Technical perfection is almost a given among young classical musicians these days; even the most newly minted graduates can toss off virtuosic works with ease. But it’s not as easy to find players who embody the sheer joy of making music, which made Tuesday’s debut performance by miXt — a trio of award-winning soloists from the Young Concert Artists organization — such a remarkable evening. In their freewheeling program at the Kennedy Center’s Terrace Theater, the players caromed happily from klezmer to Schubert to ragtime to 20th-century modernism, bringing sophistication, imagination and down-to-earth exuberance to everything they played.
Much of that was due to the extroverted Spanish clarinetist Jose Franch-Ballester, whose wit and virtuosity were quickly apparent in Bela Bartok’s “Contrasts.” It’s a work from 1938 that bristles with prewar edginess and bite, but Franch-Ballester brought an agreeable warmth to the work, giving the slow “Piheno” movement a kind of serene luminosity, and deepening the sly, ironic jauntiness in the closing “Sebes.”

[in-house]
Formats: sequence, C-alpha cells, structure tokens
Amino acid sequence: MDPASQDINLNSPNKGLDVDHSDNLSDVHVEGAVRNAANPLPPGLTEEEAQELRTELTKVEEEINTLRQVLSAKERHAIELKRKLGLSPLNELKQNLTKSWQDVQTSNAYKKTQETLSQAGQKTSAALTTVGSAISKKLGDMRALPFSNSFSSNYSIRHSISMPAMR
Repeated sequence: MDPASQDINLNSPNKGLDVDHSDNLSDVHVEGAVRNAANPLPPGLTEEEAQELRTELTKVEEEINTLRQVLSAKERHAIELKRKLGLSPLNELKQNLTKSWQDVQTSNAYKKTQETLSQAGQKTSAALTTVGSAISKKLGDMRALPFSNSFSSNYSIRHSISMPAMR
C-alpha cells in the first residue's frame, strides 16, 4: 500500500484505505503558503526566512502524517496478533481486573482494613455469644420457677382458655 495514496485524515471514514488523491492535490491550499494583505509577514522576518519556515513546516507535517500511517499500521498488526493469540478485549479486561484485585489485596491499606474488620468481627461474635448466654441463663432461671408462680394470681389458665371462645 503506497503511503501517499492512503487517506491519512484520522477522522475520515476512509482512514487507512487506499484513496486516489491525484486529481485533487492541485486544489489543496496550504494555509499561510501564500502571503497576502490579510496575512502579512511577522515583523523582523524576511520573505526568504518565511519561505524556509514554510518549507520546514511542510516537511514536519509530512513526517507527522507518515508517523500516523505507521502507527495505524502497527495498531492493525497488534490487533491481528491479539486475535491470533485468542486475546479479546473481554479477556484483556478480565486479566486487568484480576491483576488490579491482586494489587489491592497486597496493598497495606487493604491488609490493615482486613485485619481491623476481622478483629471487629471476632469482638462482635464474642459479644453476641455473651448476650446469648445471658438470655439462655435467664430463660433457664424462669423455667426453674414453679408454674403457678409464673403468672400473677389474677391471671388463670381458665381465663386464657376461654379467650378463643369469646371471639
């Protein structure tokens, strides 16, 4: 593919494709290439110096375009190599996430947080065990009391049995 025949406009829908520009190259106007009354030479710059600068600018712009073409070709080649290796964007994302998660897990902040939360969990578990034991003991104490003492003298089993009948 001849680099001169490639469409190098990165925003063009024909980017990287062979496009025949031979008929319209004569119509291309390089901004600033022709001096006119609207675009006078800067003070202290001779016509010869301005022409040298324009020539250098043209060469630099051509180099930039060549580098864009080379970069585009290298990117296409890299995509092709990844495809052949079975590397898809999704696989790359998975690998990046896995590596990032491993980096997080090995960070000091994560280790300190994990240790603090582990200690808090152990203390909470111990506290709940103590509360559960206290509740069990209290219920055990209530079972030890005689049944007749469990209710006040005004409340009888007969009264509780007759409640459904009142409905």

The lyrical “Three Nocturnes” by Kevin Puts (a former YCA composer in residence) that followed received an even more impressive performance, from the quietly exalting clarinet lines of the Con Moto section to the otherworldly grandeur of the Molto Adagio, played with great subtlety and insight by pianist Ran Dank.
Violinist Bella Hristova put her ferocious virtuosity on display in Schubert’s spirited Rondo in B Minor, D. 895, but the real excitement came in the closing works. As Dank churned out the strutting ragtime rhythms of John Novacek’s “Four Rags for Two Jons,” Franch-Ballester unleashed soaring, exuberant lines on the clarinet, tossing in foot-stomping, finger-snapping and the occasional shout as needed. He’s a born showman with a big, rich sound, and Paul Schoenfield’s “Trio” — inspired by Hasidic music — let the three cut loose with a wild, uninhibited performance that brought the audience to its feet.
Brookes is a freelance writer.